Introducing the Lua Amalgamator for Redis

This week Nubix released an interesting new piece of open source software, designed to make it easier for Enterprise Developers to send large Lua scripts into Redis.

The Lua Amalgamator for Redis, which can be found at github.com/BixData/lua-amalg-redis, is a fork of the original Lua Amalgamator for the Puc-Rio Lua VM for operating systems.

Background

In the realm of web browsers, JavaScript is referred to as the assembly language of the web. New initiatives such as WebAssembly strive to make it easier to virtualize, distribute, and PolyFill for different VMs, while cloud services such as Cloudflare Workers provide the “Lambda” execution environment.

When I first learned of JavaScript being reffered to this way back in 2014, I was a cloud architect at Zimbra, studying Docker, Redis, Heroku’s 12-factor cloud-native bible, and the amazing tooling coming from HashiCorp and Jeff Lindsay. Needing a Redis-based worker library at the time, I happened across qless, and found myself confronting a software library that didn’t really exist in the normal sense, but instead existed only as tiny polyglot language bindings to a large Lua script (github.com/seomoz/qless-core) that is sent into Redis. Having worked extensively with stored procedures long ago, something clicked in my brain, and I started referring to Lua as “the assembly language of backing services”, while cloud services such as Redis (2011) and CloudFlare WAF (2013) started to emerge as execution environments. I started getting the sense that the author of Redis, Salvatore Sanfilippo, had just taken a major step towards realizing Hadoop’s original dream of sending code into the data — except that Redis made it look easy(!!), and it supported over-the-air deployment (which if I’m not mistaken essentially qualifies Redis as a Lambda service). Needless to say, I’ve been a huge fan ever since.

Getting Started

I’ll start by installing amalg-redis on my Mac with:

Next, I’ll write a script that needs some support from the LuaRocks ecosystem. I use Moses, the lodash/underscore Lua equivalent, for just about everything, and so that’ll make a great example.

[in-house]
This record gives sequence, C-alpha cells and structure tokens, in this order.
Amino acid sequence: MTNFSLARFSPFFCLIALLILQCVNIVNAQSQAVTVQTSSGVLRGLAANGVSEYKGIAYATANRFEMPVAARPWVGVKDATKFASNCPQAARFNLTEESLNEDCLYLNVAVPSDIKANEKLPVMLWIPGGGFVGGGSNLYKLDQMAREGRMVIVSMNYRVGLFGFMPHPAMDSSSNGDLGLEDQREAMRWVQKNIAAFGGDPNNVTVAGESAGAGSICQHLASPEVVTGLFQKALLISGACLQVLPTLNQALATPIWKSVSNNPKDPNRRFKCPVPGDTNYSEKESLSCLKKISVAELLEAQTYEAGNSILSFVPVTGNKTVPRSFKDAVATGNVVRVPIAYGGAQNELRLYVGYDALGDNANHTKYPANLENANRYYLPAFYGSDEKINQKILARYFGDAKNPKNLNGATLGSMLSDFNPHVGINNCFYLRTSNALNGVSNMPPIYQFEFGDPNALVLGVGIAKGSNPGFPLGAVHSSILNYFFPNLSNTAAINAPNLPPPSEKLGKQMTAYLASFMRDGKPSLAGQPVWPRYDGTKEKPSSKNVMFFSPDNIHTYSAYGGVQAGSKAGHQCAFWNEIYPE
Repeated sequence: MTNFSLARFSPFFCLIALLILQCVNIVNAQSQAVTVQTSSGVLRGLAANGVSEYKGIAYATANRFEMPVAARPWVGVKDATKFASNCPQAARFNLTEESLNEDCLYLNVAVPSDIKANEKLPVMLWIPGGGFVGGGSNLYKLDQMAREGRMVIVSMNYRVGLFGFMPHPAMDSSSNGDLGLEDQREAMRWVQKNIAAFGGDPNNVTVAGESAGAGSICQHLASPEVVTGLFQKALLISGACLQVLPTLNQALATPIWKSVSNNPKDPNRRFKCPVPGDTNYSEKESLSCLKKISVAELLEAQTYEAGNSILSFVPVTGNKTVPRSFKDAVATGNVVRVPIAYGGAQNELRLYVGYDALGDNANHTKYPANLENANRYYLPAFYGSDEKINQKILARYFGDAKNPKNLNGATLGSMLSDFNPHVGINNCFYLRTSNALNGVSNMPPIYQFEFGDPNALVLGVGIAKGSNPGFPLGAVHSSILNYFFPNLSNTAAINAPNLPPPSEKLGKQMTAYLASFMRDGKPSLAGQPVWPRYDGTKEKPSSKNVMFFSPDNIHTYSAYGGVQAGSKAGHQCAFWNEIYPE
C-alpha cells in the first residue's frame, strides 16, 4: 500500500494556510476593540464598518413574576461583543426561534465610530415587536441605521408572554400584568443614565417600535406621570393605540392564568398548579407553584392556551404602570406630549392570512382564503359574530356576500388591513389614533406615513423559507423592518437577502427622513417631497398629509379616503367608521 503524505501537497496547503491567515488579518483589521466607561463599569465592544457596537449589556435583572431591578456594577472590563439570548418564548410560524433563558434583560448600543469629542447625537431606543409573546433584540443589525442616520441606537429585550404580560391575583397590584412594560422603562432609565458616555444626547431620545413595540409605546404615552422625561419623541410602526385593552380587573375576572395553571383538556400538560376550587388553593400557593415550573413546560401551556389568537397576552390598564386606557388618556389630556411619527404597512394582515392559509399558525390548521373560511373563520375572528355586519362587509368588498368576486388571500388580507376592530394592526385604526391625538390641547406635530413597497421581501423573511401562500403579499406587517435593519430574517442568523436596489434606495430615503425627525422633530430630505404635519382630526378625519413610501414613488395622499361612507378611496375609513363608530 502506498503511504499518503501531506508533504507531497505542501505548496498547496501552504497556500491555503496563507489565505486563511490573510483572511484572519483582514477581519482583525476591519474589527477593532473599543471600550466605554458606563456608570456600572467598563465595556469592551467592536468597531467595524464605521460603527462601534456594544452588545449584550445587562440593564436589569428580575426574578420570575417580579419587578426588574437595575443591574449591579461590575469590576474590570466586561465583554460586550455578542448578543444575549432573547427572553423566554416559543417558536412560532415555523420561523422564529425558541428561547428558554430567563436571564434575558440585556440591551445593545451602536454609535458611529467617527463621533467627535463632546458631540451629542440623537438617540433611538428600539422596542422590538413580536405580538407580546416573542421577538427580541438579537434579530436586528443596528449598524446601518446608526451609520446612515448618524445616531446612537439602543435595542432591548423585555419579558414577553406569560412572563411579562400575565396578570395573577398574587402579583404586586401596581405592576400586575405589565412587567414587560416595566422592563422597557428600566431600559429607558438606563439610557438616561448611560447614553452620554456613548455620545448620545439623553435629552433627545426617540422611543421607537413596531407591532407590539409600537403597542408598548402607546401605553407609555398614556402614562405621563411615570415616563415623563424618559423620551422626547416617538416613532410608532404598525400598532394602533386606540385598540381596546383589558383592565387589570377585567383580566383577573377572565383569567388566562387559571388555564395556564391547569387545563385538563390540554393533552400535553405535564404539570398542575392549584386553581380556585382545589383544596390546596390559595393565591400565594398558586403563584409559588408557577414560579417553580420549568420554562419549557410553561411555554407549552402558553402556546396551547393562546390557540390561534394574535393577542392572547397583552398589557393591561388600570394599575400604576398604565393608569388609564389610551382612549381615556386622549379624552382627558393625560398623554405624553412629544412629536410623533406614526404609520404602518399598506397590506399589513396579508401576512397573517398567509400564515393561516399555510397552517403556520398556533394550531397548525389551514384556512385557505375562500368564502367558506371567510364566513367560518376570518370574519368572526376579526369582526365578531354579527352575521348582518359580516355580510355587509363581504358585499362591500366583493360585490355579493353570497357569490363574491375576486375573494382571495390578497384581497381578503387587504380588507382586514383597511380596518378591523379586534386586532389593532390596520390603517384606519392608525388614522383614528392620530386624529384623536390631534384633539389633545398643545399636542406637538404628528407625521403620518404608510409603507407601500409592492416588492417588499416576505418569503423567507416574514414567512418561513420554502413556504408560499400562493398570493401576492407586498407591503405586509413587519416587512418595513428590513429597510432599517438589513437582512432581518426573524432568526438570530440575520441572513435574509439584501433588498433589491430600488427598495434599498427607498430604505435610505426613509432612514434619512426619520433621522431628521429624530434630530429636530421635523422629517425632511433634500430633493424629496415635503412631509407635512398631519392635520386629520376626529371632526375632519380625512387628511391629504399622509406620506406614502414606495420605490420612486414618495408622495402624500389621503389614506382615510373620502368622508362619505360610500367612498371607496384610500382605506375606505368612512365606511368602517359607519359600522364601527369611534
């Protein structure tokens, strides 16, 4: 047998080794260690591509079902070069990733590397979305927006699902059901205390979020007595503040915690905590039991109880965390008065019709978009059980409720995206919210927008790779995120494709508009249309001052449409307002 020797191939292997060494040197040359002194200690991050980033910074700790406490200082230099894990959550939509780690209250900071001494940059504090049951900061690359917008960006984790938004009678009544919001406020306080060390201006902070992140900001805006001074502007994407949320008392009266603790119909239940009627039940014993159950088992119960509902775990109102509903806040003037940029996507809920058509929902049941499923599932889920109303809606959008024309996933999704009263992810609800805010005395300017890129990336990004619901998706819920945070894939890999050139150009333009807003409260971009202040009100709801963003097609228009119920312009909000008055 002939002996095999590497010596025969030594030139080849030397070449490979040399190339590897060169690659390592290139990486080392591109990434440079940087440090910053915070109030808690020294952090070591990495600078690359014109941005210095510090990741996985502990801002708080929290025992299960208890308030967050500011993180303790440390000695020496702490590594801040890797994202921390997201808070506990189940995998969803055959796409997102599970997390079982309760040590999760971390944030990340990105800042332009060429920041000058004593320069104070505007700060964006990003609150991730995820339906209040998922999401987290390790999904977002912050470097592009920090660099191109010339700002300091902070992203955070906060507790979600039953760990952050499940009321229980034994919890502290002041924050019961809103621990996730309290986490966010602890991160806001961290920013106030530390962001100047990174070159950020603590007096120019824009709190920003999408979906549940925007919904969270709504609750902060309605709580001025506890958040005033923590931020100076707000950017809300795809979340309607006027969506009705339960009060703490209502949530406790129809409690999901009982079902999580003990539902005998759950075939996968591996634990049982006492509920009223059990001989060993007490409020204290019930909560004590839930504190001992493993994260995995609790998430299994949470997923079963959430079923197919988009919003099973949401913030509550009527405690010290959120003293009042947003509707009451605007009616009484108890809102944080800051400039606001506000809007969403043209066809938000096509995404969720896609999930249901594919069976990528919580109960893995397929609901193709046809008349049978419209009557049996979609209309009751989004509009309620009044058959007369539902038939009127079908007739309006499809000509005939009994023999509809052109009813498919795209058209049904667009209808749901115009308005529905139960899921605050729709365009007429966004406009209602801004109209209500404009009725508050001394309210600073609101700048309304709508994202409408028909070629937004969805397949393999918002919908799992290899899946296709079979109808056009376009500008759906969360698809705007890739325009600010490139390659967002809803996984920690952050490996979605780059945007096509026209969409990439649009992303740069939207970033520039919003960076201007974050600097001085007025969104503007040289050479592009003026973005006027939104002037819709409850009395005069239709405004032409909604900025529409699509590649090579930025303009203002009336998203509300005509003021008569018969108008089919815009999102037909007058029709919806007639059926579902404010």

For testing purposes, you’ll notice that I both print the result, and also return it. Printing the result is for when I’m testing with my local operating system and its Puc-Rio Lua VM. While returning a result is for when I’m sending the script into redis, so that I can see the result.

Now that the script is written and tested locally, I’m going to perform the first of 2 steps of the amalgamation process. The first step is to run the script while amalg-redis traces its execution and accumulates a list of module dependencies into an amalg.cache file.

I’ll now perform the actual amalgamation. The amalg.cache file serves as configuration, while my local LuaRocks repository serves as the source of module source codes that will be merged into a single 2,913 line script.

I’m now able to send the amalgamated script into Redis:

Taking it Further

How far can you take this? I haven’t found the limit yet! I recently trained an Apache Spark K-means model within Redis using Stuart, the Lua-based Spark runtime for embedding and edge-computing.

Final Words

Redis is elegant software that is fun to use and seems to have unlimited uses. It’s my hope that the Lua Amalgamator for Redis opens up some new and interesting use cases for the open-source community, while helping to nudge Nubix one step closer towards its IoT Virtualization goals.